Design. Study subjects will include 60 male and female patients with mild-moderate AD. In a randomized, placebo-controlled trial, two doses of CY or rofecoxib will be compared over a 6-month period. While the primary outcome measures will be safety and immunologic data, cognitive and other behavioral measures will also be collected. The biological outcome measures will include measures of brain volume (assessed by magnetic resonance imaging) and cerebrospinal fluid biomarkers of neurodegeneration, neuroinflammation, and neuroimmune activation. In addition, peripheral lymphocyte subsets and peripheral markers of inflammation will be assessed. This design is meant to provide dose-finding data to help design a more definitive efficacy trial with CY if the safety/tolerability parameters are acceptable in this pilot study.
|Study Type ICMJE||Interventional|
|Study Phase ICMJE||Phase 1|
|Study Design ICMJE||Primary Purpose: Treatment|
|Condition ICMJE||Alzheimer's Disease|
|Intervention ICMJE||Drug: Cyclophosphamate|
|Study Arms ICMJE||Not Provided|
|Publications *||Aisen PS, Davis KL, Berg JD, Schafer K, Campbell K, Thomas RG, Weiner MF, Farlow MR, Sano M, Grundman M, Thal LJ. A randomized controlled trial of prednisone in Alzheimer's disease. Alzheimer's Disease Cooperative Study. Neurology. 2000 Feb 8;54(3):588-93.|
* Includes publications given by the data provider as well as publications identified by ClinicalTrials.gov Identifier (NCT Number) in Medline.
|Recruitment Status ICMJE||Completed|
|Original Enrollment ICMJE||Same as current|
|Study Completion Date ICMJE||April 21, 2008|
|Primary Completion Date||Not Provided|
|Eligibility Criteria ICMJE||
Subjects must have a diagnosis of probable Alzheimer's disease according to DSM-IV and NINDS criteria.
Subjects must have mild-moderate severity of dementia according to the Clinical Dementia Rating Scale at the time of study.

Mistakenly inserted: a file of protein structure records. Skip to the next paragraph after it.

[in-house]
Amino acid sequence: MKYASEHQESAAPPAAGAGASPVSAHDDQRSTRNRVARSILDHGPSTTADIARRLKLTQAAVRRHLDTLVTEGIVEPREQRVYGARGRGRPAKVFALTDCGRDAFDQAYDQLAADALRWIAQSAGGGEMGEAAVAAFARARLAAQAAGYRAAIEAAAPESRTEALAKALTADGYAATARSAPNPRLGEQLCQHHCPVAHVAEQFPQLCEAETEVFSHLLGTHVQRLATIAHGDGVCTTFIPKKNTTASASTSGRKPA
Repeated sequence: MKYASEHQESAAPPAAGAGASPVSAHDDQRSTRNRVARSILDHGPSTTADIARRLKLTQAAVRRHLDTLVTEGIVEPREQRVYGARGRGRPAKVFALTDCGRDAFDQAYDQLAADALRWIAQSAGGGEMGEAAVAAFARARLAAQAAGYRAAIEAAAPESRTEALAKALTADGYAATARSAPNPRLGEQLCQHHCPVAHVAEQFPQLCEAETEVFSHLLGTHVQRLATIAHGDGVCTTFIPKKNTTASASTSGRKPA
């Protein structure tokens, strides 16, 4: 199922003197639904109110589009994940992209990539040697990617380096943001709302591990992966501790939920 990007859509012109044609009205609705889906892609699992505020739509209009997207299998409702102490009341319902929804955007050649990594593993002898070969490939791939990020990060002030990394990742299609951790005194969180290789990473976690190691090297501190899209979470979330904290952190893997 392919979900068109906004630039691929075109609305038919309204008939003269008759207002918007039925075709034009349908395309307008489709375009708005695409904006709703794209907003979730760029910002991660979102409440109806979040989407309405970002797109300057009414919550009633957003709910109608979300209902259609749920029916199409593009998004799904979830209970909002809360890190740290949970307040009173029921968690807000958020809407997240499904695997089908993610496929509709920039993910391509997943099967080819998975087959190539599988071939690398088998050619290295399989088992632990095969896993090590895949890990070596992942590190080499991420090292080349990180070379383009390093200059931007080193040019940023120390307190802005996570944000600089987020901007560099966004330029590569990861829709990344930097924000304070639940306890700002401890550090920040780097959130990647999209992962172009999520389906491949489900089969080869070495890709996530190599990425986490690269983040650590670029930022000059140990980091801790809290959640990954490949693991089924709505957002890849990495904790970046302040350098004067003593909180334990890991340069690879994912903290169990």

They must also have the ability to assign a DPA or have already assigned a DPA and give informed consent for this medication trial and be willing to undergo repeat lumbar punctures for the assessment of cerebrospinal fluid.
Severe dementia (CDR score greater than 2).
Diagnosis of probable vascular dementia.
Inability to give assent for participation or designate a durable power of attorney.
Medication history of cytotoxic drug therapy for more than 2 weeks during the 10 weeks prior to study entry, for more than 10 weeks at any time, or for anytime during the 30 day period prior to study entry.
Recent use of continuous (more than 3 doses per week) nonsteroidal medication (at least one month before entry). Low dose aspirin will not be considered as continuous nonsteroidal anti-inflammatory medication.
Known hypersensitivity to CY, aspirin or any nonsteroidal medication.
Current use of allopurinol, rifampin, methotrexate or warfarin.
Inflammatory conditions (such as SLE, autoimmune disease, etc.) which could respond to medications given in the medication protocol.
Medical conditions including: active or chronic infection requiring antimicrobial therapy, serious viral infection (hepatitis, herpes zoster), a single functioning kidney, renal insufficiency (less than one third of normal GFR), significant hepatic dysfunction, pre-existent malignancy, insulin-treated diabetes mellitus, severe benign prostatic hypertrophy, immunosuppression, myelosuppression, lymphopenia, severe pulmonary dysfunction, history of gastrointestinal ulceration active within the last 5 years, history of gastrointestinal bleeding or perforation, or severe cardiac dysfunction.
|Ages ICMJE||50 Years to 95 Years (Adult, Older Adult)|
|Accepts Healthy Volunteers ICMJE||No|
|Contacts ICMJE||Contact information is only displayed when the study is recruiting subjects|
|Listed Location Countries ICMJE||United States|
|Removed Location Countries|
|NCT Number ICMJE||NCT00013650|
|Other Study ID Numbers ICMJE||010128
|Has Data Monitoring Committee||Not Provided|
|U.S. FDA-regulated Product||Not Provided|
|IPD Sharing Statement ICMJE||Not Provided|
|Responsible Party||Not Provided|
|Study Sponsor ICMJE||National Institute of Mental Health (NIMH)|
|Collaborators ICMJE||Not Provided|
|Investigators ICMJE||Not Provided|
|PRS Account||National Institutes of Health Clinical Center (CC)|
|Verification Date||April 21, 2008|
ICMJE Data element required by the International Committee of Medical Journal Editors and the World Health Organization ICTRP